DOUG ALLAN / SCIENCE PHOTO LIBRARY DOUG ALLAN / SCIENCE PHOTO LIBRARY
Southern elephant seal (Mirounga leonina) pair. The male (left) has a trunk-like proboscis which gives this huge seal its name. There is a pronounced size difference between the sexes. Males can reach up to 6.2 metres in length, and weigh up to 4 tonnes, while the biggest females are half this size. Males compete to control large harems of females, with only the largest 2- 3% of males getting the chance to breed. The scarred neck of this male is probably a result of this intense competition. Southern elephant seals feed on cephalopods (such as squid) and fish. Photographed on South Georgia Island.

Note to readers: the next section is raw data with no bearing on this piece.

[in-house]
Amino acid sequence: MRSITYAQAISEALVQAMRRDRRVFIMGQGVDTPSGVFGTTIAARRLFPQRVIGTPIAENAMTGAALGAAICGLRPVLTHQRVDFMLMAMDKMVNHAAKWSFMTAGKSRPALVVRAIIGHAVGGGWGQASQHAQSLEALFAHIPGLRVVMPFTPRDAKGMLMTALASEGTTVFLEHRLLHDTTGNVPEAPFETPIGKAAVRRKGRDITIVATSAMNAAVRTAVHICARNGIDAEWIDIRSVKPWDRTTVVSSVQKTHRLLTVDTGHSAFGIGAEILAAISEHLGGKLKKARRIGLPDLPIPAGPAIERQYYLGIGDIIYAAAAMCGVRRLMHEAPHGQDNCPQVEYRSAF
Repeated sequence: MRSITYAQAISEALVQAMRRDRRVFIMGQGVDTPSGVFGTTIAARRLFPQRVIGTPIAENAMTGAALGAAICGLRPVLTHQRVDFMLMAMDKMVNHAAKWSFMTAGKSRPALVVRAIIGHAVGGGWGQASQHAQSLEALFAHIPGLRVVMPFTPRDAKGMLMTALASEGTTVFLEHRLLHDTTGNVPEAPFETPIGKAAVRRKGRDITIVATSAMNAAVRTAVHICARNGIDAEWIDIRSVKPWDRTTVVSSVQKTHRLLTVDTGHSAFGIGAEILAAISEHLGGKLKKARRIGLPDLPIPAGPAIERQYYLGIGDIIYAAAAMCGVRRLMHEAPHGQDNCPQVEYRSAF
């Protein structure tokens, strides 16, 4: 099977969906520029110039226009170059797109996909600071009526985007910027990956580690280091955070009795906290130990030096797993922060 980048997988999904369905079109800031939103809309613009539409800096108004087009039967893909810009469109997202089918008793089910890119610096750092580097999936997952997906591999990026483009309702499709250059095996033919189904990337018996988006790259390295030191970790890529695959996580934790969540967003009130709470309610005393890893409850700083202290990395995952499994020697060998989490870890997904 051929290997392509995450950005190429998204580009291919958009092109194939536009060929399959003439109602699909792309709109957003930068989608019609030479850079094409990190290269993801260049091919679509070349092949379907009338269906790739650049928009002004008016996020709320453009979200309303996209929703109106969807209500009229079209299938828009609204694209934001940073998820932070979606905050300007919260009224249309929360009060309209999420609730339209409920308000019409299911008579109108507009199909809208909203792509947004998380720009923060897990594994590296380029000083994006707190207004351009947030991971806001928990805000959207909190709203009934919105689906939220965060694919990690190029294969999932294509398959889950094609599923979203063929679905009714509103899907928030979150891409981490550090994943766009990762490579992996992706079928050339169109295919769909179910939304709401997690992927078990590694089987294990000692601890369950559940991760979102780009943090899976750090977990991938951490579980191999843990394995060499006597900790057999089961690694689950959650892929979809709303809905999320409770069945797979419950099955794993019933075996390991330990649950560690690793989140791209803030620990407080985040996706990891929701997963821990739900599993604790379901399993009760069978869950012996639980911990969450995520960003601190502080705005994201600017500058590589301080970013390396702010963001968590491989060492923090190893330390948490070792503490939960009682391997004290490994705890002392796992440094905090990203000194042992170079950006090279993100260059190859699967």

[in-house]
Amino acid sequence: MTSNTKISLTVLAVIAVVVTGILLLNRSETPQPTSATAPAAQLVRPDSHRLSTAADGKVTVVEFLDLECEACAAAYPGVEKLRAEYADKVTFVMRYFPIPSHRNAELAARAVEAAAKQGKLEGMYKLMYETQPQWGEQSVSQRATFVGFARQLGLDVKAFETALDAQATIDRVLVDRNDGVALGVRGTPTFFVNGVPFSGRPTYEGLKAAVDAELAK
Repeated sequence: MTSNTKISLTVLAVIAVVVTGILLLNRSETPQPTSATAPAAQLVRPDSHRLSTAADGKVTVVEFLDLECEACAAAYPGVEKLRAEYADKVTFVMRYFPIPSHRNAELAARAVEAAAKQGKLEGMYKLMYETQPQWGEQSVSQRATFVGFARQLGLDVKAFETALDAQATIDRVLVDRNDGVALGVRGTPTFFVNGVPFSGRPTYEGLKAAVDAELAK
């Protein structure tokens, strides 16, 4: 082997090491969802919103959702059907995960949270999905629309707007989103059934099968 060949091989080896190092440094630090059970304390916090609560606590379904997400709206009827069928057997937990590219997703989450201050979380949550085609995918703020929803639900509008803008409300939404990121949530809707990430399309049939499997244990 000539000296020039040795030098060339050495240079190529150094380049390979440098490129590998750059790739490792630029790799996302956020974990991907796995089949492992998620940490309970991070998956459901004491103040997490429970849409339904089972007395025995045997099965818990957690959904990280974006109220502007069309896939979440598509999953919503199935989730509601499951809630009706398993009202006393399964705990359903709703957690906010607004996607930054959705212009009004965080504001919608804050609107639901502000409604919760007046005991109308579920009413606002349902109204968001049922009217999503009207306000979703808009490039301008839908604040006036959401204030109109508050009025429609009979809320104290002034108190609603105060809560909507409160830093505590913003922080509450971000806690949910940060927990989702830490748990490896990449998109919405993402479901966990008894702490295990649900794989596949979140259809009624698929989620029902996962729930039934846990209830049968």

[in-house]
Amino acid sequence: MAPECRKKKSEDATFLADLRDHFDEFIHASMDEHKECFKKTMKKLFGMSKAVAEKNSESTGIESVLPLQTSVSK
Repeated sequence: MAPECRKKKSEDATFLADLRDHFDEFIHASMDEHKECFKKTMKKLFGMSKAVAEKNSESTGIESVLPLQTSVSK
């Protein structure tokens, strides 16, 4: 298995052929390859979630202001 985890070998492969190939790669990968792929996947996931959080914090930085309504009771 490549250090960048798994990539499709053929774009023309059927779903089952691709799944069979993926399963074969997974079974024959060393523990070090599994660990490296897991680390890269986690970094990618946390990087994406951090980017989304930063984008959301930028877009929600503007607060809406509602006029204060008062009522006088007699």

Model release not required. Property release not required.